Tag Archives: Guy Clark

Album Review: Steve Earle & the Dukes–So You Wannabe an Outlaw

Rating: 8.5/10

I’m not really sure I need to write any kind of introduction to this; I’m pretty sure Steve Earle has been introducing this quite well on his own, and that may or may not be taking away from the music. So I’m going to take the advice from Steve’s own comment, and let this be about the songs. What I will say is that he stated both that he wanted to make a record inspired by the outlaws, and more specifically, Waylon, and that this record would be about dealing with loss. And what we get is basically exactly that–the front half is filled with badass, renegade/outlaw material–or at least what we might think of when referring to that term–and then the back half adds to the validity of it all by taking us on journeys of heartbreak, loneliness, and loss, and in the end, you’re left wondering if this outlaw thing is really all that great after all, and perhaps second-guessing your dream. And in a way, that separates this record from all the others trying to be cool outlaw because it shows all the sides to the story, the glamor along with the pain.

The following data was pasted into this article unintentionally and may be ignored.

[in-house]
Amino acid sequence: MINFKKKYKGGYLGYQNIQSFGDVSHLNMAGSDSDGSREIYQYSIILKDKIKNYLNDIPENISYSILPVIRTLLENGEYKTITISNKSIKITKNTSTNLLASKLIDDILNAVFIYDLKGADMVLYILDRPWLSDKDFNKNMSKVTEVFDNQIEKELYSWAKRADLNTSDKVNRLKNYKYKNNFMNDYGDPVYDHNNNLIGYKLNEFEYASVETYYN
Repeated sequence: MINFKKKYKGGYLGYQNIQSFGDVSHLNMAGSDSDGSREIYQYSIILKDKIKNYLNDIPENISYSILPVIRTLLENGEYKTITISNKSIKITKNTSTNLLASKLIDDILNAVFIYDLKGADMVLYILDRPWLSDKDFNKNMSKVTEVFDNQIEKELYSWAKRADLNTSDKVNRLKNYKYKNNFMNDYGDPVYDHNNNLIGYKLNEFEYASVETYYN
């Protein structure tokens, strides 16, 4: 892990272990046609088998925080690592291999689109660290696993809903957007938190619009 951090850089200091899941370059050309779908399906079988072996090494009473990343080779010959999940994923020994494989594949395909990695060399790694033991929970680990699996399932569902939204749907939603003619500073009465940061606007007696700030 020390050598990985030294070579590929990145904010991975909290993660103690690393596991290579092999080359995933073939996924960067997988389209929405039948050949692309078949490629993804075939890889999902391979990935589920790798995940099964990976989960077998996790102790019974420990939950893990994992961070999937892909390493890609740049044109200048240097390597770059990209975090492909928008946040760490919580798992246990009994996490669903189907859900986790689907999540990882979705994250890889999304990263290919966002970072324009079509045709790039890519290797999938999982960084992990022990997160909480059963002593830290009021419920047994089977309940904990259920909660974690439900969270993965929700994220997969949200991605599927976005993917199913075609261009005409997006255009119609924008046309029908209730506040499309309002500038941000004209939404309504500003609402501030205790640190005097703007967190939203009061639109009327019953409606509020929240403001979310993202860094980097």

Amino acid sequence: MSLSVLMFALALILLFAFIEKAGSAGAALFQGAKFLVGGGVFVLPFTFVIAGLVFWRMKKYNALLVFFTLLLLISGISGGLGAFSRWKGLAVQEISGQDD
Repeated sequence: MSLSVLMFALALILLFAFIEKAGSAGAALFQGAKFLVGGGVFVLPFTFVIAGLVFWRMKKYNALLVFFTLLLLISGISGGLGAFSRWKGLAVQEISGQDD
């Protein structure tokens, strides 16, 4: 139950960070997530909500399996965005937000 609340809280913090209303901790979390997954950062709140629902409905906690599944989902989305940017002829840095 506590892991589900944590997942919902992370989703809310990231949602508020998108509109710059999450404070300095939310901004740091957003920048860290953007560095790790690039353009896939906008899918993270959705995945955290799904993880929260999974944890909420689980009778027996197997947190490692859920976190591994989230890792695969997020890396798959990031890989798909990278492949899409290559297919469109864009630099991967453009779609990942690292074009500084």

That’s not to say there aren’t painful realities on the first half. IN fact, the opener and title track starts the album by explaining all the things you have to go through if you really want to be an outlaw, albeit in a pretty lighthearted manner. Willie Nelson appears here, which adds to the message and the overall coolness of the song. You also have “Lookin’ For a Woman” and “If Mama Coulda seen Me,” both of which Earle wrote for the show Nashville–the former is a restless heartbreak song where the narrator is trying to find a woman who “Won’t do me like you,” and the latter is about a prisoner who is thankful that his mom died before she had to see him in chains. All of this half, however, is pretty upbeat, and even though the material is dark, some of the glamorous side of being an outlaw still shines forth in the attitude and in the cool blending of country and rock instrumentation. This half comes to a brilliant, angry climax with “Fixin’ To die”–this song is told from Death Row, and I didn’t mean to compare it to Chris Stapleton’s song “Death Row,” but that’s what happened. I said before that Stapleton’s didn’t quite have emotion even though he belted it–I know a lot of people disagreed, but the point I’m making is that whether it came through or not, Stapleton meant that song to be sad. When this opens and Steve Earle bellows, “I’m fixin’ to die, reckon I’m goin’ to hell” and then adds, “I’d be tellin’ you a lie if I told you I was takin’ it well,” for me, that captures all the emotions, from anger to sadness to regret. It’s an intense story and definitely a great way to complete this more rocking front half of the record.